By Bill Adams
If you want to stir up a hornet’s nest or play catch with a live hand grenade, bring up the subject of replacing volunteers with paid (permanent or career) firefighters. Morning coffee with the Raisin Squad turned into a donnybrook when the topic was broached. Some white hairs got so upset and vocal, false teeth started chattering, and hearing aids had to be turned down. Being former volunteers, it was natural that volunteer departments were staunchly defended regardless of a lack of staffing, failed recruitment and retention programs, and general lack of interest or time constraints of the younger generation. Some geezers like myself can’t accept that some newbies (AKA probies) don’t have the same degree of enthusiasm we had.
Granted, there are some volunteer entities that enjoy full membership and waiting lists to join. Those that don’t—are jealous. For volunteer departments struggling with crew numbers, the transition to becoming “staffed” can be long, arduous, and at times very contentious. The intent of this column is to look at how some departments addressed the problem as well as those that are anticipating doing so. I take no sides. Whether career staffing is or may become represented by an organized professional association is irrelevant for this conversation and is not addressed. But, it is a topic worthy of later discussion.
“I reluctantly accept the volunteer train is leaving the station and probably will not be returning.”
I’ve had the opportunity to observe a couple transitions. The first was my father’s former fire company. Seven of the city’s villages had a fire station with an independent fire company (department) operating out of each. At beginning of World War II, dozens of men in each station left for the war, forcing the city to put a paid person in each. The start of the Korean conflict saw another staffing drain and the addition of a second paid man in each. Volunteerism never made a strong comeback. The villages were turning into built-up suburbia. The handwriting was on the wall. The city eventually purchased aerial ladders staffed with a career person for two of the stations running city service ladder trucks. It was difficult for the companies to muster six people to throw a bangor ladder! The city eventually went to a fully career department, and the few remaining volunteers became “callmen” who were paid per call. The transition was relatively smooth albeit difficult for a few of the die-hard volunteers to swallow. Some of them said the only thing that really aggravated them was the new career chief disliked commercial rigs. When the city went paid, he took the commercial rigs off the run cards. Half the stations had relatively new, compliant rigs on commercial chassis with 500-gallon tanks. They were replaced by compliant custom rigs already in each station that had smaller tanks and, in some cases, smaller pump capacities and were 15+ years old! In a few years the callmen were phased out. Before the transition, a structural alarm was answered by two station’s engines with two career firefighters each plus an aerial ladder with one more. If volunteers were available, a few more rigs “might” show up. After the transition, 10 career firefighters, including a duty chief, were on each assignment. That department continued to grow and increase staffing.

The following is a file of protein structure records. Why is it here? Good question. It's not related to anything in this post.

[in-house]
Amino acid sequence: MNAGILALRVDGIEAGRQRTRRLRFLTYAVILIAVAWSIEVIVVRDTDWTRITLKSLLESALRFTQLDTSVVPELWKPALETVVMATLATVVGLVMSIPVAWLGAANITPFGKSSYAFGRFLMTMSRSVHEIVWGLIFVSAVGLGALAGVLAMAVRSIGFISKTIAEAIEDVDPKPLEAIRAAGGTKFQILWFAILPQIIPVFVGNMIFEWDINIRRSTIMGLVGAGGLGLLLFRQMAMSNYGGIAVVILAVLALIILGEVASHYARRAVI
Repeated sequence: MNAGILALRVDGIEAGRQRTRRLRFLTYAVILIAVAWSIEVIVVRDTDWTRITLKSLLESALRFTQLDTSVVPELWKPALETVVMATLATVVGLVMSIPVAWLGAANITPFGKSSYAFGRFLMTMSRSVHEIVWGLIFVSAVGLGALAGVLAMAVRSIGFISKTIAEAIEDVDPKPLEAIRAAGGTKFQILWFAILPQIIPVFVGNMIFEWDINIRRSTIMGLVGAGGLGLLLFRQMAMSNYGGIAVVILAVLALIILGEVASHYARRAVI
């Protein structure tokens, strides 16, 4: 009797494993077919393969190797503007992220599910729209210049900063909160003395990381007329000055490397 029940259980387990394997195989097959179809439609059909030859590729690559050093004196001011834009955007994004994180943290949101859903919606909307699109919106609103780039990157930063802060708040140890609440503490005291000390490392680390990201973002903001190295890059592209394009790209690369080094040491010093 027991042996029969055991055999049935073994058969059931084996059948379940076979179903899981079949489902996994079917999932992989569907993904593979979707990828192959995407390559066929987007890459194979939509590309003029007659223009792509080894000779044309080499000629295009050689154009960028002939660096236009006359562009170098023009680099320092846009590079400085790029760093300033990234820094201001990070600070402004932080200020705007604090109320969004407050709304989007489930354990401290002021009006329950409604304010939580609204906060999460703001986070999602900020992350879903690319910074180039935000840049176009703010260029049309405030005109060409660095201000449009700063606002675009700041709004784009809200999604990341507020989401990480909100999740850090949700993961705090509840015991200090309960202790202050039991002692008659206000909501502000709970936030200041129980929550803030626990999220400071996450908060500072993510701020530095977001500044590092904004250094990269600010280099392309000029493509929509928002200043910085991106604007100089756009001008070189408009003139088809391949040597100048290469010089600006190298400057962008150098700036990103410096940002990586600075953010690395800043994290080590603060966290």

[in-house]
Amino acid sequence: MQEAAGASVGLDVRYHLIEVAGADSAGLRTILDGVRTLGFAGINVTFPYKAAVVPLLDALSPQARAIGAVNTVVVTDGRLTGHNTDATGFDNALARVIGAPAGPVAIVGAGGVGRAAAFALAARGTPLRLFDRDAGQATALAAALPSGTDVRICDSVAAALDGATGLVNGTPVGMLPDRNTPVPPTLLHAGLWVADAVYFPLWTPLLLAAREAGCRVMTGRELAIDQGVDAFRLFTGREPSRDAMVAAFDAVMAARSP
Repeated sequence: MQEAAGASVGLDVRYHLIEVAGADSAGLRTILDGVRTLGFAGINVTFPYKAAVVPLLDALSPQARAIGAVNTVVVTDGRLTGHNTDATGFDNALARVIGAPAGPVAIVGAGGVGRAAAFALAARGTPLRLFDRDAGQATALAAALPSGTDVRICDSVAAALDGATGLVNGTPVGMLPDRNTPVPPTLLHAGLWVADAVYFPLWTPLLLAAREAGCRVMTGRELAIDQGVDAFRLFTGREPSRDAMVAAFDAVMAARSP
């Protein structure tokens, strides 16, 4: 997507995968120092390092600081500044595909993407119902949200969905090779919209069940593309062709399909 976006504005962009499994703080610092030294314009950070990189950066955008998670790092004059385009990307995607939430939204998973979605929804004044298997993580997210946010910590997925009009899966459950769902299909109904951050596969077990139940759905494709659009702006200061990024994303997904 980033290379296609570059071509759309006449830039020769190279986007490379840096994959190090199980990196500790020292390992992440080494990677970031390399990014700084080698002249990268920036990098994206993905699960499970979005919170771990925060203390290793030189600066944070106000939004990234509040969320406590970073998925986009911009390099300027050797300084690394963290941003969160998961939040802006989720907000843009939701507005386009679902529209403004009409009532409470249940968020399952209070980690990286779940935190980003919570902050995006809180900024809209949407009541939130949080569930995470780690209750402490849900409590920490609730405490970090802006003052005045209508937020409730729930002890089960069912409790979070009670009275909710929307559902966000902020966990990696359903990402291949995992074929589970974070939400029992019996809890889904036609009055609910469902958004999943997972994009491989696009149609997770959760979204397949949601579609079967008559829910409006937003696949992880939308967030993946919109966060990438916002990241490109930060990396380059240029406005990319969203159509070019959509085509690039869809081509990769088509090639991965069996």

Another town’s volunteer entity ran five engines, an aerial ladder, a tanker, and two rescue trucks out of two stations. In the good ole days, most structural calls would empty both barns. Because of a dramatic increase in runs and a decline in staffing—especially drivers—the department was forced to put a paid person in each station. For reasons hotly debated back then, the department evolved from providing first aid with a rescue squad to transporting victims. The start of modern EMS necessitated another paid person in each station and the eventual demise of the volunteers. The department eventually went fully paid, albeit with very limited staffing and it remains so today.
The Squad discussed how some current volunteer departments address declining volunteerism, especially during weekdays. Some employ part-time weekday staff designated a custodian, station manager, mechanic, or administrator that automatically responds to any alarm received—usually driving the rigs. While it may guarantee getting a rig on the road, it may be a false sense of security. Multistation departments might only have one rig with just a driver initially respond from each station. Some have brought back older and, in some cases, too old volunteers just to drive. However, that in itself can be inherently dangerous on a fireground. So much for the two-in two-out philosophy (or mandate). Some local departments with ambulances have either discontinued ambulance service or have fully staffed it.
Declining membership is a dilemma many volunteer departments face. We kicked around the coffee table the idea that instead of going to an all paid department to just career staff a single apparatus and hope volunteers can staff the rest. Automatic mutual assistance on a first alarm is practiced in many areas but sometimes than can be abused. The geezers couldn’t come up with a solution. The general consensus is that whatever it may be, its going to cost the taxpayers money. Times are changing, and most of us Oldtimers admit we are relegated to just sitting back and watching the train go by.
BILL ADAMS is a member of the Fire Apparatus & Emergency Equipment Editorial Advisory Board, a former fire apparatus salesman, and a past chief of the East Rochester (NY) Fire Department. He has 50 years of experience in the volunteer fire service.